After about three months of survey work Hoddle, along with Christina Hoddle (UCR), Charlotte Causton (Charles Darwin Research Station), and Roy Van Driesche (University of Massachusetts, Amherst), concluded that the cottony cushion scale populations were very low in most areas on the Galapagos Islands.
"Pest numbers have been reduced by more than 99 percent on some native plants like mangroves, which were very susceptible to attack by cottony cushion scale," Hoddle said. "While from other rarer native plants, like Darwiniothamnus tenuifolius, the pest appears to have been completely removed."
To assess the impact of the beetle on the cottony cushion scale, Hoddle's team surveyed native plants across five different islands Santa Cruz, Isabela, Espanola, San Cristobal, and Santiago and recorded the presence and absence of cottony cushion scale and the lady bug beetle, and their densities. The team then compared the data to similar data from the same areas and in many instances, from the very same trees that had been collected before the lady bug beetle was released into the Galapagos.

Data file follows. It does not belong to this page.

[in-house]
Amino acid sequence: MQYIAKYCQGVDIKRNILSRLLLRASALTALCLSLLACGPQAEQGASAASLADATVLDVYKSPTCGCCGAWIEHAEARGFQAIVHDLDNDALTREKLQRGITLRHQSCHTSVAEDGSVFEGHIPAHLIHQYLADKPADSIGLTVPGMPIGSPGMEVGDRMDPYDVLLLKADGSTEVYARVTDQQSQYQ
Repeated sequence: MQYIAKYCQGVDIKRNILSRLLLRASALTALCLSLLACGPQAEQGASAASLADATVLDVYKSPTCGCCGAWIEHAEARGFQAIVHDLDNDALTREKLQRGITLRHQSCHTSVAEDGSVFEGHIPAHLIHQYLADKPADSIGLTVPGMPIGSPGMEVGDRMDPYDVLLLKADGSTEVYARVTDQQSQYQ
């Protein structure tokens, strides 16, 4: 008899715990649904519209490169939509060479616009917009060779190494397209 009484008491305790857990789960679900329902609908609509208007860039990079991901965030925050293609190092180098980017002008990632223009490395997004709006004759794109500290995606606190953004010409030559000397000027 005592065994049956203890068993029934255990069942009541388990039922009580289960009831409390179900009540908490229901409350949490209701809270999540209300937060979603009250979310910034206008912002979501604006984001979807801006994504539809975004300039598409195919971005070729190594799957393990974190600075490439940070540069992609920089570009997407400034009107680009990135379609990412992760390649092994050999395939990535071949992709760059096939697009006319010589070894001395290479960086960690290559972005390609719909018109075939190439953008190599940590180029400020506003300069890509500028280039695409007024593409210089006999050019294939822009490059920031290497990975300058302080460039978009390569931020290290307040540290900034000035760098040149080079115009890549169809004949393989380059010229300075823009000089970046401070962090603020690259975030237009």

"We also found no evidence that the lady bug beetle was attacking non-target species," Hoddle said. "The bug was never seen feeding on other insects in the Galapagos even when the cottony cushion scale and the non-target species were side by side on the same twig."
The cottony cushion scale project with the beetle was born in Southern California in 1888-1889 and saved California's then fledging citrus industry.
"The project in the Galapagos is an extension of the California success story," Hoddle said. "But in the Galapagos the biocontrol agent is p
|Contact: Iqbal Pittalwala|
University of California - Riverside